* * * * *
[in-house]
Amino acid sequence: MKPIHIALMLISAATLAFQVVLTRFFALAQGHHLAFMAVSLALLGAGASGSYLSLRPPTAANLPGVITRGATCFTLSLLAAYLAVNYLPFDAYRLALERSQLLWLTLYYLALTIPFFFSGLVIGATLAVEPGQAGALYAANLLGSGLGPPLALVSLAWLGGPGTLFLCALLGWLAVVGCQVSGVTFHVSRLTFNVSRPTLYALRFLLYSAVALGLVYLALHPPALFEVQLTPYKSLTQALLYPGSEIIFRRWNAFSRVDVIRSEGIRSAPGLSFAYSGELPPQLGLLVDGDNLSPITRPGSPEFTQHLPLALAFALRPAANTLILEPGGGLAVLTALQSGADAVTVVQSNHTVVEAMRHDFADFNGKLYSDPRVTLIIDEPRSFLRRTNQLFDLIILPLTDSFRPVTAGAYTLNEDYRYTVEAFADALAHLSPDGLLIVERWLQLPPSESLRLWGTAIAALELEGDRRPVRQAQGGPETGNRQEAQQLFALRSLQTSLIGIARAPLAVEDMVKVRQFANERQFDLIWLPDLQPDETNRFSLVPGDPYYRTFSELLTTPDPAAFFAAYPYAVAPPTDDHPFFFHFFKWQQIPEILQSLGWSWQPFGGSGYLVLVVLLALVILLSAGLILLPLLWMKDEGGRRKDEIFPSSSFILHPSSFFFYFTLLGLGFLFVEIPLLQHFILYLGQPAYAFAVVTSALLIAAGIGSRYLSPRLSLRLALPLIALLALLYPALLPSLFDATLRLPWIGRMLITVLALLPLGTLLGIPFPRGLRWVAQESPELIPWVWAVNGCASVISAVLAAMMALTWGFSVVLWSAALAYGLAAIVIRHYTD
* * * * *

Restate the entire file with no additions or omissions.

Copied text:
[in-house]
Amino acid sequence: MKPIHIALMLISAATLAFQVVLTRFFALAQGHHLAFMAVSLALLGAGASGSYLSLRPPTAANLPGVITRGATCFTLSLLAAYLAVNYLPFDAYRLALERSQLLWLTLYYLALTIPFFFSGLVIGATLAVEPGQAGALYAANLLGSGLGPPLALVSLAWLGGPGTLFLCALLGWLAVVGCQVSGVTFHVSRLTFNVSRPTLYALRFLLYSAVALGLVYLALHPPALFEVQLTPYKSLTQALLYPGSEIIFRRWNAFSRVDVIRSEGIRSAPGLSFAYSGELPPQLGLLVDGDNLSPITRPGSPEFTQHLPLALAFALRPAANTLILEPGGGLAVLTALQSGADAVTVVQSNHTVVEAMRHDFADFNGKLYSDPRVTLIIDEPRSFLRRTNQLFDLIILPLTDSFRPVTAGAYTLNEDYRYTVEAFADALAHLSPDGLLIVERWLQLPPSESLRLWGTAIAALELEGDRRPVRQAQGGPETGNRQEAQQLFALRSLQTSLIGIARAPLAVEDMVKVRQFANERQFDLIWLPDLQPDETNRFSLVPGDPYYRTFSELLTTPDPAAFFAAYPYAVAPPTDDHPFFFHFFKWQQIPEILQSLGWSWQPFGGSGYLVLVVLLALVILLSAGLILLPLLWMKDEGGRRKDEIFPSSSFILHPSSFFFYFTLLGLGFLFVEIPLLQHFILYLGQPAYAFAVVTSALLIAAGIGSRYLSPRLSLRLALPLIALLALLYPALLPSLFDATLRLPWIGRMLITVLALLPLGTLLGIPFPRGLRWVAQESPELIPWVWAVNGCASVISAVLAAMMALTWGFSVVLWSAALAYGLAAIVIRHYTD